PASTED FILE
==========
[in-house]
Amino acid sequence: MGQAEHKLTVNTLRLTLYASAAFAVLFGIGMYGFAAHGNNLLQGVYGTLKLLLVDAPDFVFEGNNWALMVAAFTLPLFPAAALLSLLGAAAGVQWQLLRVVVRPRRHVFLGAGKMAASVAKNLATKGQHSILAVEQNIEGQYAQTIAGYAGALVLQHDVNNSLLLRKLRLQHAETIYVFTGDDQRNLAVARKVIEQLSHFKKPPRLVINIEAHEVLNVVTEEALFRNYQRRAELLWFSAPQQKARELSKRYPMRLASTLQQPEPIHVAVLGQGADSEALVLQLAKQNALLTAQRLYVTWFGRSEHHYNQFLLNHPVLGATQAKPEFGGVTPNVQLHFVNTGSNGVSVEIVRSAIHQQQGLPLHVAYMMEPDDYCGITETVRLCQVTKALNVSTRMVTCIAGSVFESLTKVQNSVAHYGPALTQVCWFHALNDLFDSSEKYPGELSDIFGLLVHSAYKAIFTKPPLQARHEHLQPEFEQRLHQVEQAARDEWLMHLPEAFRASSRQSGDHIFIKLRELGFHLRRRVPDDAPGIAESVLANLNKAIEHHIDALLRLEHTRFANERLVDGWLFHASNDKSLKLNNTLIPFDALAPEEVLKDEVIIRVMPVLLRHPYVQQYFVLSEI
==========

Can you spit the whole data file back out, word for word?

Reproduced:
[in-house]
Amino acid sequence: MGQAEHKLTVNTLRLTLYASAAFAVLFGIGMYGFAAHGNNLLQGVYGTLKLLLVDAPDFVFEGNNWALMVAAFTLPLFPAAALLSLLGAAAGVQWQLLRVVVRPRRHVFLGAGKMAASVAKNLATKGQHSILAVEQNIEGQYAQTIAGYAGALVLQHDVNNSLLLRKLRLQHAETIYVFTGDDQRNLAVARKVIEQLSHFKKPPRLVINIEAHEVLNVVTEEALFRNYQRRAELLWFSAPQQKARELSKRYPMRLASTLQQPEPIHVAVLGQGADSEALVLQLAKQNALLTAQRLYVTWFGRSEHHYNQFLLNHPVLGATQAKPEFGGVTPNVQLHFVNTGSNGVSVEIVRSAIHQQQGLPLHVAYMMEPDDYCGITETVRLCQVTKALNVSTRMVTCIAGSVFESLTKVQNSVAHYGPALTQVCWFHALNDLFDSSEKYPGELSDIFGLLVHSAYKAIFTKPPLQARHEHLQPEFEQRLHQVEQAARDEWLMHLPEAFRASSRQSGDHIFIKLRELGFHLRRRVPDDAPGIAESVLANLNKAIEHHIDALLRLEHTRFANERLVDGWLFHASNDKSLKLNNTLIPFDALAPEEVLKDEVIIRVMPVLLRHPYVQQYFVLSEI